The trends toward (1) collaboration and (2) the public (e.g., worship) and invisible (e.g., administration) ministry of lay members and non-clergy staff together emphasize the “one Body, many members” metaphor of the Apostle Paul, as well as the “priesthood of all believers” in 1 Peter. In a church like mine, these do not feel like new trends; rather, as Anabaptists, there has long been the theological conviction that all have spiritual gifts, and all have access to the Spirit’s wisdom.
The thing I think we have yet to grapple with—and here, “we” is your average Mennonite Church USA community—is the paternalistic and colonial nature of our age-based ministries, specifically those ministries geared toward children. Where some churches are turning to “intergenerational ministry” out of necessity, I have been suspicious of Sunday School and the like for some time. It does not reflect our theology of being a church of voluntary believers, nor does it account for the connection with God/Sacred Mystery/Divine that–I believe–we are naturally born with. Age-specific ministries for children, much like the mission schools for Indigenous peoples of the last centuries, reflect a well-intentioned (usually) but colonizing approach to our children’s spirits.
Is there a role for religious education in the church?
Is there a role for religious education in the church? Possibly, but I don’t think it looks like Sunday School. Living life intergenerationally, on the other hand, reflects how societies have evolved for millennia; children are a part of a community’s traditions, rituals, and ceremonies and often learn from observation or feeling safe to ask questions out of their curiosity. There is more to be said on this. For now, it simply falls in the post-modern sub-category of “rejecting patriarchy.”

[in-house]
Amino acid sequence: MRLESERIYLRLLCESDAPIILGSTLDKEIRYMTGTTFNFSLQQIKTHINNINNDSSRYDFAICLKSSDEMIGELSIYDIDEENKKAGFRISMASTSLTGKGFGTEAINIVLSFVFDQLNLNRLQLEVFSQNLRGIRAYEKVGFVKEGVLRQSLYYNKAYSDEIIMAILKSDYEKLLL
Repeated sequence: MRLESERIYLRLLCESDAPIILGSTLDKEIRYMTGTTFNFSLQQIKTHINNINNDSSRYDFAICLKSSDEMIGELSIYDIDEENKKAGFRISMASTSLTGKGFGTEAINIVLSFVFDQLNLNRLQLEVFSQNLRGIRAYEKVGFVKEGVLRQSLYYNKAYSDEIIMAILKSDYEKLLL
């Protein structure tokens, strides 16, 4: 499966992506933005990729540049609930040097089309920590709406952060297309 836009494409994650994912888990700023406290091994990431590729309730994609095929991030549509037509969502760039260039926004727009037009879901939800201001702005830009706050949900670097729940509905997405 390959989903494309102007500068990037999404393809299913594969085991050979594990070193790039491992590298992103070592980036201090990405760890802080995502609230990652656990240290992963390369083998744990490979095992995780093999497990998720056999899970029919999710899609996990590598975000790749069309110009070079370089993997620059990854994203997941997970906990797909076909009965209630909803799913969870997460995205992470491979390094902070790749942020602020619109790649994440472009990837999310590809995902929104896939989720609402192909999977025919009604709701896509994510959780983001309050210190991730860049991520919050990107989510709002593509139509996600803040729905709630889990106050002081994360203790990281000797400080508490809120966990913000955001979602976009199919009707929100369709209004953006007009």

Regardless, the church is being drawn into change and transformation. As a member of my church put it after our discussion on the article, “Perhaps the Spirit is rubbing his/her/its hands in glee, recognizing an opening for renewed and re-imagined life as Jesus followers in our time and place.”
I pray it be so.
*The two additional trends from the article that I do not mention are “Program-focused ministry—>Relationship-focused ministry” and “Listening to the voice from on high—>Listening to the still, small voice.” Both could easily fall within the second broad trend listed above, but were eliminated from discussion due to space.
**I find this trend to be strongly influenced by the rise of individualization, a subtrend of post-modernity. A pastor as “leader, shepherd, sage” is a pastor for a community; a pastor as a “spiritual friend, coach, cheerleader” is much more individualistic and seems more attentive to a parishioner’s personal journey of “self-discovery.” My personal approach to pastoring is that both are necessary and both require a high self-awareness of pastoral power.